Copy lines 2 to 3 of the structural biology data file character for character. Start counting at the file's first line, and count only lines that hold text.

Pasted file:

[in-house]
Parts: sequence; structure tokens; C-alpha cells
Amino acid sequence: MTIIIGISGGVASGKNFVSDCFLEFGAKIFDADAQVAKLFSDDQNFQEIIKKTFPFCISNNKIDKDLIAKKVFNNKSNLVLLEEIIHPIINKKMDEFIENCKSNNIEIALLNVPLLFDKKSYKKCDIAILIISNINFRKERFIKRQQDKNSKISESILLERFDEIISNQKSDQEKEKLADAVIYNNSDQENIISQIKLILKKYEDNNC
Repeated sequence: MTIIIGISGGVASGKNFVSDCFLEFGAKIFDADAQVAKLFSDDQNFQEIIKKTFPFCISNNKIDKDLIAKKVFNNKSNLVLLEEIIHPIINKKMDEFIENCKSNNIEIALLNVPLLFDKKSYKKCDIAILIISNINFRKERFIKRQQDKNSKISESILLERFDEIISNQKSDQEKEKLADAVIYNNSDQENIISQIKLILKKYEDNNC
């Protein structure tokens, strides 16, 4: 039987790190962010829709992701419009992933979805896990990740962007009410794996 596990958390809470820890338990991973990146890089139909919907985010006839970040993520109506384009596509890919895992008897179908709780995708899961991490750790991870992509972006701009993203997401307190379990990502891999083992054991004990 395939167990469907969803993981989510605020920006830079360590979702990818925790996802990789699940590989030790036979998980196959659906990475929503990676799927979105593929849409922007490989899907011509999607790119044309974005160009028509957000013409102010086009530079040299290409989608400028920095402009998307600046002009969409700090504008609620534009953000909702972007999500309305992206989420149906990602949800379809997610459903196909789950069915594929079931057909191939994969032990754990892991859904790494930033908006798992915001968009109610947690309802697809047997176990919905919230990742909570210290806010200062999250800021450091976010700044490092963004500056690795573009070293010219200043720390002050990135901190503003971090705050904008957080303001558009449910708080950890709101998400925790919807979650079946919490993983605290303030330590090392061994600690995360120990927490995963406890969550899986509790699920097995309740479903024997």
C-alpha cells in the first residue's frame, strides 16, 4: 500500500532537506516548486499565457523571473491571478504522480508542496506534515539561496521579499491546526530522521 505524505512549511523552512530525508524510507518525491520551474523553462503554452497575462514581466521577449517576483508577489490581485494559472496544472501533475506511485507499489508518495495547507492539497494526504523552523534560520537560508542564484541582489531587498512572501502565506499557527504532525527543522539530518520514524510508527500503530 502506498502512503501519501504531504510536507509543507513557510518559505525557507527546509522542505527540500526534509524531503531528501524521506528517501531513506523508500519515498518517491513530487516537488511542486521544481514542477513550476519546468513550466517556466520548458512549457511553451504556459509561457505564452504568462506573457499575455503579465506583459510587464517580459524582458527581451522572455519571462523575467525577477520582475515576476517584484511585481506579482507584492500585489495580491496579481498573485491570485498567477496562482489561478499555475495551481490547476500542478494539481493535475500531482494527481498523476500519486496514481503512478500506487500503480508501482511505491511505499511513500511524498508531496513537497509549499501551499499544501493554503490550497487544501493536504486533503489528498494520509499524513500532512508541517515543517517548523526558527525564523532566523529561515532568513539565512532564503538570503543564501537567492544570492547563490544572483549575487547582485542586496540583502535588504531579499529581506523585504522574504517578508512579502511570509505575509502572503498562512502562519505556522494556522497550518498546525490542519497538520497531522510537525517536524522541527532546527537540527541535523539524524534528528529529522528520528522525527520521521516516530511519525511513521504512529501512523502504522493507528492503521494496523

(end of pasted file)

Parts: sequence; structure tokens; C-alpha cells
Amino acid sequence: MTIIIGISGGVASGKNFVSDCFLEFGAKIFDADAQVAKLFSDDQNFQEIIKKTFPFCISNNKIDKDLIAKKVFNNKSNLVLLEEIIHPIINKKMDEFIENCKSNNIEIALLNVPLLFDKKSYKKCDIAILIISNINFRKERFIKRQQDKNSKISESILLERFDEIISNQKSDQEKEKLADAVIYNNSDQENIISQIKLILKKYEDNNC